Those are some of the rules for safe contact lens use, but I would strongly advise that no decorative or purely cosmetic, costume contact lenses ever be used or be considered safe unless they are fitted by a professional.

Tuesday, May 28, 2013

Insufficient Hepatitis B vaccine coverage in Indian Children

For the last 30 years, the Hepatitis B vaccine has been successfully introduced in a number of countries across the globe where it has helped reduce the incidence of these infections. There are an estimated 40 million chronic Hepatitis B virus (HBV) carriers in India which constitute about 11% of the global burden of this infection. Since 2007-08, the Hepatitis B vaccination program has becomes an integral part of the Universal Immunization Program across 10 states in India. The Indian national policy recommends that children receive this vaccine along with the DPT and the trivalent polio vaccine at 6, 10 and 14 weeks in addition to a birth dose.
However, the low coverage of the HBV vaccine, compared to the similarly timed DPT, prompted the World Health Organization - India's National Polio Surveillance Project (NPSP) to assess the possible reasons behind this scenario. The assessment was carried out between August and December 2009 in selected districts in Punjab, Madhya Pradesh, West Bengal, Karnataka and Tamil Nadu.
The study assessed that some of the reasons for the poor coverage included poor stock management, incomplete recording and reporting, the perceived high cost of the vaccine, the fear of wastage of vaccine because of the 10-dose vial, and incomplete knowledge amongst health professionals about the vaccine schedule. Clear, precise instructions along with improved management of vaccine stocks could help improve the coverage for this – and other new vaccines.

Source: Lahariya C et al. An assessment of hepatitis B vaccine introduction in India: Lessons for roll out and scale up of new vaccines in immunization programs. Indian J Public Health 2013;57:8-14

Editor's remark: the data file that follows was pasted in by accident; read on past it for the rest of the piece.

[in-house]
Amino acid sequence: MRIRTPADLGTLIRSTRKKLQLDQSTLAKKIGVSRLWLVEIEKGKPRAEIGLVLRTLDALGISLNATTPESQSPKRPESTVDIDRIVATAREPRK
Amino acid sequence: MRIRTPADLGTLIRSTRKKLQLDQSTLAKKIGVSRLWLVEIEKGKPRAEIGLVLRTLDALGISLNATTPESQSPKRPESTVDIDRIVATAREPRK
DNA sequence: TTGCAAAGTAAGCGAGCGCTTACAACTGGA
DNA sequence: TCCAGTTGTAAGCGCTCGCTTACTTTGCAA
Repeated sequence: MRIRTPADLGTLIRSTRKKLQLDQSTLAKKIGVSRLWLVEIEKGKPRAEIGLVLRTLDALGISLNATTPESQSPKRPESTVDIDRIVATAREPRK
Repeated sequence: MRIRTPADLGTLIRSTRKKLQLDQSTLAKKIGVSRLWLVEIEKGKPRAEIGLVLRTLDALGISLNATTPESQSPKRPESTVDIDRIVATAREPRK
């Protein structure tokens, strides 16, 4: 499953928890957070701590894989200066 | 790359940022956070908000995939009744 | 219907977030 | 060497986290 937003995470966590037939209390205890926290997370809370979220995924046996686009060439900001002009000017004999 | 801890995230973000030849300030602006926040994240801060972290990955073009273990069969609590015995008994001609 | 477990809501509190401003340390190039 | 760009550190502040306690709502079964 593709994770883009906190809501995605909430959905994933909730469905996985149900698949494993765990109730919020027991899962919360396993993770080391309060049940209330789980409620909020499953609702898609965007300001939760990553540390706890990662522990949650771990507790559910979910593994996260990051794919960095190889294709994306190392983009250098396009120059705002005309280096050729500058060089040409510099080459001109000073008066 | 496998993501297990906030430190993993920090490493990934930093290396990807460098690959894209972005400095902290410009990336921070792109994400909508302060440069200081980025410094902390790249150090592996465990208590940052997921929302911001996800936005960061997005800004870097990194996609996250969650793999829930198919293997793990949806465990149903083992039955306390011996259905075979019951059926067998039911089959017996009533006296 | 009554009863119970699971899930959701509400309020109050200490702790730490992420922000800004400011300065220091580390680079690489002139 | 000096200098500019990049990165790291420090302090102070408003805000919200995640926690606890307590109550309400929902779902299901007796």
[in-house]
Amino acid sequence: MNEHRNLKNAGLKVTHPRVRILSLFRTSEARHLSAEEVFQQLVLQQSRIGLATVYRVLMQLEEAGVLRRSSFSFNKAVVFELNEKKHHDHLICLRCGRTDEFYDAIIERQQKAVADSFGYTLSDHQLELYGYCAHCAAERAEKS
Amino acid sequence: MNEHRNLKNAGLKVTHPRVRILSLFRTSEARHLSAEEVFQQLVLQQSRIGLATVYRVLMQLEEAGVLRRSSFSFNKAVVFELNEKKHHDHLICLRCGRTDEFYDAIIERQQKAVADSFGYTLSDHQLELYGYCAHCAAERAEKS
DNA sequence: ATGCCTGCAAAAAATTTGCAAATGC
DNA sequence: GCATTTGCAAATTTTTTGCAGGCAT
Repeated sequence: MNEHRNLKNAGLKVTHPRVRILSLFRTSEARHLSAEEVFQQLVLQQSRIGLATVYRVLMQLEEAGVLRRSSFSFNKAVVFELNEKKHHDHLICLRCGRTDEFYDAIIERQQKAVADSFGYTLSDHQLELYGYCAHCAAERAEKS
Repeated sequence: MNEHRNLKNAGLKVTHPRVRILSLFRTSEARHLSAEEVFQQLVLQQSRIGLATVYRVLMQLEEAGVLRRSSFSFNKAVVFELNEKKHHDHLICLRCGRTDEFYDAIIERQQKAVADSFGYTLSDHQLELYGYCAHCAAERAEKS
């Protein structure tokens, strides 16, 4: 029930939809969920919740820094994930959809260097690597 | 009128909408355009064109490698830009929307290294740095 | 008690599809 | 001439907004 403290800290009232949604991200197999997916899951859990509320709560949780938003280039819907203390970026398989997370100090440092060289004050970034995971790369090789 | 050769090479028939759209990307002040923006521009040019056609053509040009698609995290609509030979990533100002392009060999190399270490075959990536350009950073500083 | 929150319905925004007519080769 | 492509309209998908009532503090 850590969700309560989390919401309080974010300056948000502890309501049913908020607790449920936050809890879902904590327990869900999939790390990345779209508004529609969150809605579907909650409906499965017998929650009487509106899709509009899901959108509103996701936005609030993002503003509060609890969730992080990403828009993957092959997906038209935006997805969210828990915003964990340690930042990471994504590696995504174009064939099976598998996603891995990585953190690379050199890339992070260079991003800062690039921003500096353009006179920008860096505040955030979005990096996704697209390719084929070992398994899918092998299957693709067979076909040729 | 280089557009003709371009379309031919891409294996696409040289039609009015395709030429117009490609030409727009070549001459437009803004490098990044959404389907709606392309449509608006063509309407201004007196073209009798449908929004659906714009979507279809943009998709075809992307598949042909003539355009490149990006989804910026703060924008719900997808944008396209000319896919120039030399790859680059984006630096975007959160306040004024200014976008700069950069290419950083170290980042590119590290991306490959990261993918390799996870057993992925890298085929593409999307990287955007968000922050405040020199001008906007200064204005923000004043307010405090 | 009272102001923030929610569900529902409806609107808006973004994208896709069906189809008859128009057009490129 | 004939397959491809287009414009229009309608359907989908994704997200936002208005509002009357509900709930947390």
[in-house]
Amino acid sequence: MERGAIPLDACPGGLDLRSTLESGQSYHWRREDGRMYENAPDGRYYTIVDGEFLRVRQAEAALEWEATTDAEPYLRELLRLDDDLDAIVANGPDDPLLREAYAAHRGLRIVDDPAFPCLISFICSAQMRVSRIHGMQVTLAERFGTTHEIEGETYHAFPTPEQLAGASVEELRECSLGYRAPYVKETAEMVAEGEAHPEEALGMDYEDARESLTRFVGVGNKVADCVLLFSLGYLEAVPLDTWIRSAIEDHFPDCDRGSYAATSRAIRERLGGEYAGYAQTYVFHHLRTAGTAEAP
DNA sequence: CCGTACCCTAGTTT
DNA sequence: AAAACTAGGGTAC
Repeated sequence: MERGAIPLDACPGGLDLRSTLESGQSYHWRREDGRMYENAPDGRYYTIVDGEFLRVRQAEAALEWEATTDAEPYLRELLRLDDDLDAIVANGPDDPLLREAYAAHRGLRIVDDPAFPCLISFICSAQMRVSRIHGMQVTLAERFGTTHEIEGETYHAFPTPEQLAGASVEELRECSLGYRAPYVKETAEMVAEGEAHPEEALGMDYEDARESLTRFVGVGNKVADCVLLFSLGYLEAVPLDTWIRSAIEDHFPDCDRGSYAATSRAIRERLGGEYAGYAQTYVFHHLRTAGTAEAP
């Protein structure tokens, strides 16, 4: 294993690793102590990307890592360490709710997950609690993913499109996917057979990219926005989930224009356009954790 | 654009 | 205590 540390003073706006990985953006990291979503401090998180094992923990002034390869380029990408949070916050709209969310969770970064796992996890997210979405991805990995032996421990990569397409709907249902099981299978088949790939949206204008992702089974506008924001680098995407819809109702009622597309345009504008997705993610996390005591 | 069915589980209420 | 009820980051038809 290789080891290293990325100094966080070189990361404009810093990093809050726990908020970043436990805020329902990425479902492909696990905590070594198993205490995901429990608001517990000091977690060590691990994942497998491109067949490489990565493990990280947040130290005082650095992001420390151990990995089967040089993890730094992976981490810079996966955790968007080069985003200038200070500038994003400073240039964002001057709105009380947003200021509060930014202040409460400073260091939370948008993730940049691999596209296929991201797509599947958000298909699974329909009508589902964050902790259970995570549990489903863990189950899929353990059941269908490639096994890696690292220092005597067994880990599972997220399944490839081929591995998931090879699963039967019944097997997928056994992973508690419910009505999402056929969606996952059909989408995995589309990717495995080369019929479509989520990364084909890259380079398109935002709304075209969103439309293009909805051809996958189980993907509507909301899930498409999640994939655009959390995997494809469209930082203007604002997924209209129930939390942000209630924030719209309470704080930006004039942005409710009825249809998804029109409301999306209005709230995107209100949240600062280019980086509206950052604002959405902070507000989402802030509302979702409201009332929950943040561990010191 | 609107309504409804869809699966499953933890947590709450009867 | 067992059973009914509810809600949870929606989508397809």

Friday, May 17, 2013

Doctors - Beware of pharma pushed news in your name in the newspapers !

Many pharmaceutical companies are hiring PR agencies to push disease management or prevention health stories in newspapers at national level.
The story on behalf of the pharmaceutical company is created by the PR agency who then approaches key opinion leaders as suggested by the pharma and publish the same story under the name of KOL in the city.
Any story where we lend our name and photograph may land us into problem under the MCI Act.
Also it is possible that the PR agency may send same story to their state counter parts and get exactly the same story published in various state newspapers under the name of different doctors.
You may end up verbatim same story appearing under the name of different doctors with their photographs in various states.
Sometimes doctors may not even know that a pharma company is behind these stories as they may be approached by a PR agency that will send doctors an article and ask to give their name and photograph against that article and doctor may not be aware that the same article also has been sent to another doctor in another state.
It may also so happen that the PR department of your own hospital may approach you for a story to take your name and photograph. The doctor might be thinking that the story has been developed by their PR department and they may not be even away that the story has come through another PR agency to their hospital PR department. The hospital PR department is always under pressure to give the target to their management.
The same story being published under different names in any way is unethical and illegal.
I came across recently where a pharma company pushed an exactly same vitamin D article in different states with their photos.

Thursday, May 16, 2013

India unveils rota virus vaccine

Indian scientists unveiled an affordable vaccine ( a dollar a vaccine) against a deadly diarrhoea-causing virus, Rota virus, that kills some 100,000 children in India every year. Rotavirus, is globally responsible for some 453,000 deaths annually. Rotavirus is blamed for causing up to 884,000 hospitalisations in India a year, at a cost to the country of 3.4 billion rupees.
K Vijaraghavan, Secretary of India’s Department of Biotechnology said it was a product of international cooperation. For the first time Indian scientists have taken a vaccine from the earliest discovery to every stage of development.
The vaccine named Rotavac will be manufactured by Hyderabad-based Bharat Biotech. Each vaccination consists of three doses.